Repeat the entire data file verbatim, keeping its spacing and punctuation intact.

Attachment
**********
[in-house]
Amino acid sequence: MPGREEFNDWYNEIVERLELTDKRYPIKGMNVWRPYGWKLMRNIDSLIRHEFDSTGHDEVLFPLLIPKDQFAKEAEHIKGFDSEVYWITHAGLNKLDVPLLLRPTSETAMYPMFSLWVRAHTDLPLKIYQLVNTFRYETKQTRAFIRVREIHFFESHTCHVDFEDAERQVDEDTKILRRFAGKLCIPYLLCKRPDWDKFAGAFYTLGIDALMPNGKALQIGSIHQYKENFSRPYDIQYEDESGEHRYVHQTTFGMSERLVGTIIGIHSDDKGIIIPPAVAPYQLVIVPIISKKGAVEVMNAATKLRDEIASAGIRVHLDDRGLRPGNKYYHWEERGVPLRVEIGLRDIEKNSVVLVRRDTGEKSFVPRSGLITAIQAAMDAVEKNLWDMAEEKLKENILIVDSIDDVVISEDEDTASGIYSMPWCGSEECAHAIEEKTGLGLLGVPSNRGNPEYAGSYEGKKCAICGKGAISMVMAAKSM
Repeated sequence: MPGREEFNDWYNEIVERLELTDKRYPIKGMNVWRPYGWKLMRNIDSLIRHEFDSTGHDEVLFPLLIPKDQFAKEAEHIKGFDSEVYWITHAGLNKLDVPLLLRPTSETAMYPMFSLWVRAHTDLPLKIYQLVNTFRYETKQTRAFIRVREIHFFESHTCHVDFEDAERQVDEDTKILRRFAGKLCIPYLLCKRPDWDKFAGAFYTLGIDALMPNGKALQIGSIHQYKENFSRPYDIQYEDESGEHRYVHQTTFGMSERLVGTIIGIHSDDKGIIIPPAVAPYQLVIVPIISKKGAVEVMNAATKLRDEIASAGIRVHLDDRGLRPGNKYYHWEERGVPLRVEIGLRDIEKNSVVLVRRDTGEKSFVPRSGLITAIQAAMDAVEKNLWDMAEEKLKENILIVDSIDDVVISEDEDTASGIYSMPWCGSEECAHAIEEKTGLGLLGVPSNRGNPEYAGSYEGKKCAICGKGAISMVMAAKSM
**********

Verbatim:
[in-house]
Amino acid sequence: MPGREEFNDWYNEIVERLELTDKRYPIKGMNVWRPYGWKLMRNIDSLIRHEFDSTGHDEVLFPLLIPKDQFAKEAEHIKGFDSEVYWITHAGLNKLDVPLLLRPTSETAMYPMFSLWVRAHTDLPLKIYQLVNTFRYETKQTRAFIRVREIHFFESHTCHVDFEDAERQVDEDTKILRRFAGKLCIPYLLCKRPDWDKFAGAFYTLGIDALMPNGKALQIGSIHQYKENFSRPYDIQYEDESGEHRYVHQTTFGMSERLVGTIIGIHSDDKGIIIPPAVAPYQLVIVPIISKKGAVEVMNAATKLRDEIASAGIRVHLDDRGLRPGNKYYHWEERGVPLRVEIGLRDIEKNSVVLVRRDTGEKSFVPRSGLITAIQAAMDAVEKNLWDMAEEKLKENILIVDSIDDVVISEDEDTASGIYSMPWCGSEECAHAIEEKTGLGLLGVPSNRGNPEYAGSYEGKKCAICGKGAISMVMAAKSM
Repeated sequence: MPGREEFNDWYNEIVERLELTDKRYPIKGMNVWRPYGWKLMRNIDSLIRHEFDSTGHDEVLFPLLIPKDQFAKEAEHIKGFDSEVYWITHAGLNKLDVPLLLRPTSETAMYPMFSLWVRAHTDLPLKIYQLVNTFRYETKQTRAFIRVREIHFFESHTCHVDFEDAERQVDEDTKILRRFAGKLCIPYLLCKRPDWDKFAGAFYTLGIDALMPNGKALQIGSIHQYKENFSRPYDIQYEDESGEHRYVHQTTFGMSERLVGTIIGIHSDDKGIIIPPAVAPYQLVIVPIISKKGAVEVMNAATKLRDEIASAGIRVHLDDRGLRPGNKYYHWEERGVPLRVEIGLRDIEKNSVVLVRRDTGEKSFVPRSGLITAIQAAMDAVEKNLWDMAEEKLKENILIVDSIDDVVISEDEDTASGIYSMPWCGSEECAHAIEEKTGLGLLGVPSNRGNPEYAGSYEGKKCAICGKGAISMVMAAKSM